Catholic Activism

Wisdom on Windshields

Catholic Activism--Is it Worth It?

By Dr. Brian J. Kopp
March, 2001
From The Wanderer, National Catholic Weekly Founded
Oct. 7, 1867 - Our Second Century of Lay Apostolate Issue Date of 3-15-2001,
pages 1, 8

          Now that George W. Bush is safely installed in the White House, we seem 
          to have a little more hope for the immediate future of the Culture of 
          Life in America. As we plan our next moves and coordinate our activism 
          based on a more sympathetic administration, it may be worth doing a 
          retrospective look at some little known Catholic activism and ask, "Is 
          activism really worth it?" If, in the course of the speculation 
          and conjecture that follows, the reader can suspend skepticism for a 
          moment, I will examine the role of lay activism and its effectiveness, 
          and collateral issues such as obedience to our bishops wishes, in the 
          unfolding of the story of some courageous and faithful Catholic pro-life 
          activists from central Pennsylvania. 

A basic premise, given the election just past, is that Bush won by keeping social conservatives, especially the pro-life vote, within the camp. Bush's long time friend and pro-abort Republican Governor of Pennsylvania, Tom Ridge, was long rumored to be at the head of the field of vice presidential candidates. Had George W. Bush chosen Ridge, it should be obvious to any objective observer that enough of the base would have walked away from the Republican party to give Gore the victory.

How did Ridge fall from VP frontrunner status back to the relative obscurity where a pro abort Republican belongs? The story goes back to Ridge's days as a little known US Congressman from Erie PA.

After an Erie area March for Life delegation met with a freshman Congressman Ridge in Washington on January 23, 1984, the March 1984 issue of the Erie Echo reports Ridge responded, "Does government have a right to force a woman to be an incubator for nine months for another individual?" Ridge served in the US Congress for twelve years during which time he was able to accumulate an almost perfect pro-abortion voting record.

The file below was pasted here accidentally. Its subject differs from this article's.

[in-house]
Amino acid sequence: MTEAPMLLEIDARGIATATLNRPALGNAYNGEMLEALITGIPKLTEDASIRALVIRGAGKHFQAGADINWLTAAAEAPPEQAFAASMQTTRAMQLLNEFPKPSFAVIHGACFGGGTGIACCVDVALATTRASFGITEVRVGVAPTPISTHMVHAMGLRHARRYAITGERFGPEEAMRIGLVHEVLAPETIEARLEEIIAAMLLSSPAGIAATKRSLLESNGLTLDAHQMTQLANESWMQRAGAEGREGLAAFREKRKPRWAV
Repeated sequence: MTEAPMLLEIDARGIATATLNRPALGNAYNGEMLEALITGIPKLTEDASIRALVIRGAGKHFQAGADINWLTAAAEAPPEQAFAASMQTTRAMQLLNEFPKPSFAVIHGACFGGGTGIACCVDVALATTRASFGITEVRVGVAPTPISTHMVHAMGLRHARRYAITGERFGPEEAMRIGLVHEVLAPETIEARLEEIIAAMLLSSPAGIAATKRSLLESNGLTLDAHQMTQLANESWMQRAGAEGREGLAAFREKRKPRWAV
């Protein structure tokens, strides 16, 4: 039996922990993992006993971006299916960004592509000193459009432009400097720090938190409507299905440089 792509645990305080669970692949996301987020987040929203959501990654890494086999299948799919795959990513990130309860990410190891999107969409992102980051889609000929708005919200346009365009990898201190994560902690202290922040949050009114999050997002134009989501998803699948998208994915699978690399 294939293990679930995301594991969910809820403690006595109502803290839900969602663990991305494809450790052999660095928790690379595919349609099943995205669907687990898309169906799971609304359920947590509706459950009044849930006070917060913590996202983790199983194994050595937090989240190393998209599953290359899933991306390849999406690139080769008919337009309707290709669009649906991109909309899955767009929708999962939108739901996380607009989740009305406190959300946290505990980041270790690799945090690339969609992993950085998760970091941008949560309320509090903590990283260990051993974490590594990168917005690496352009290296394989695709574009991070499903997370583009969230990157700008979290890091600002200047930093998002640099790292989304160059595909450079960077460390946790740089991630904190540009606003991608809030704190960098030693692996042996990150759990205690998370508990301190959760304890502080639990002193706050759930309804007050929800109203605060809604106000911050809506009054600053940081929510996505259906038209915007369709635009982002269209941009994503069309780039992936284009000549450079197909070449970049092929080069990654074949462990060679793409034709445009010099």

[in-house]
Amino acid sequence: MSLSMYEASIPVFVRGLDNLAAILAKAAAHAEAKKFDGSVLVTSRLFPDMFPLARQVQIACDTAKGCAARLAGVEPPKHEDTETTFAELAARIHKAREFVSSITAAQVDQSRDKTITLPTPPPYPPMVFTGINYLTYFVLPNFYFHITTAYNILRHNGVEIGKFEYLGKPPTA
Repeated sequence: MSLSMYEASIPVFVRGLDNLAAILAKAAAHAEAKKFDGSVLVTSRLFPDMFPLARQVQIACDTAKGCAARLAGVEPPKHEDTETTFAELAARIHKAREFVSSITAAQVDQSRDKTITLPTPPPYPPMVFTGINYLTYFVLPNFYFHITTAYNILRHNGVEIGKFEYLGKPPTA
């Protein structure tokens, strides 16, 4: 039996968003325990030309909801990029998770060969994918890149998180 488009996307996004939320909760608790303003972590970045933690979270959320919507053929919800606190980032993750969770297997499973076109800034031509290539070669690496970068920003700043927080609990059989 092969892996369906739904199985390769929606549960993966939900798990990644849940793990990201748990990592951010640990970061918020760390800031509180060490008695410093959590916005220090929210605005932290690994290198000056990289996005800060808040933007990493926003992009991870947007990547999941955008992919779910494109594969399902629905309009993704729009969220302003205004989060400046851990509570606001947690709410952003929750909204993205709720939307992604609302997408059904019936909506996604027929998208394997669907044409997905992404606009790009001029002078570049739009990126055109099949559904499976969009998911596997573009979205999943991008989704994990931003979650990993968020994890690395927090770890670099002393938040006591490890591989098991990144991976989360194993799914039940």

While the remainder of the state had never heard of him, wealthy pro-abort Republicans, including Elsie Hillman, a wealthy pro-abort PAC contributor from Pittsburgh, tired of the pro-life Republican leadership of the 1980s, saw Ridge as a Catholic family man, veteran, and ruggedly good-looking candidate who could be quietly groomed, via the State Governor's mansion, for eventual national leadership, putting an end to the control of the party by the pro-life right wing.

To this end, Ridge was pulled from his relative obscurity in Washington to become a front runner for the Governor's position. Utilizing a campaign that emphasized his moderate to conservative positions, while minimalizing if not obscuring his pro-abort voting record, Ridge was elected Governor of Pennsylvania in 1994. Few Catholics, even pro-lifers, realized the depth of Ridge's pro-abort sentiment. It was simply assumed that Ridge was pro-life and his campaign rhetoric, if anything, supported that misconception.

The outgoing Governor Bob Casey was a faithful pro-life Catholic even in the midst of the moral rot of his Democrat party. Governor of Pennsylvania from 1986 to 1994, Casey persevered through the 1992 Supreme Court Case, Planned Parenthood vs. Casey, which challenged the constitutionality of 1989's Pennsylvania Abortion Control Act. The law required parental consent for minors, a 24-hour waiting period before an abortion, the filing of detailed reports about each abortion and distribution of information about alternatives to abortion, and was upheld by the Supreme Court.

In his campaign, Ridge pledged to uphold the victories hard won by Casey in defending the Pennsylvania Abortion Control Act. His actions once in office belied his pro-abort stance and angered many Catholics who had voted for him. His complete failure to enforce the dictates of the Abortion Control Act proved Ridge's 1994 promise to uphold it was "campaign rhetoric."

It should have come as no surprise, however. While a Congressman, Ridge had initially supported Ronald Reagan's Mexico City policy, preventing US funds from going to overseas agencies supporting abortion services, then subsequently reversed his position. Just as one of Bill Clinton's first acts as President was to overturn the Mexico City policy of the previous administrations, one of Ridge's first acts was to overturn the 14 year old policy of Pennsylvania regarding family planning services. According to The Newsletter of Planned Parenthood of the Susquehanna Valley:

"...Since 1981, Pennsylvania has been one of only a few states that did not invest funds in contraceptive health services. Governor Tom Ridge made good on his campaign pledge to support funding for comprehensive family planning services by including $2.03 million for 'women's medical services' in his first budget...(legislators) inserted language that could have prohibited medical providers like Planned Parenthood from responding to patients' requests for abortion information or referral...Governor Ridge removed the ...'gag rule' language before signing the final budget. Ridge noted that he was 'expressly withholding (his) approval of that language'."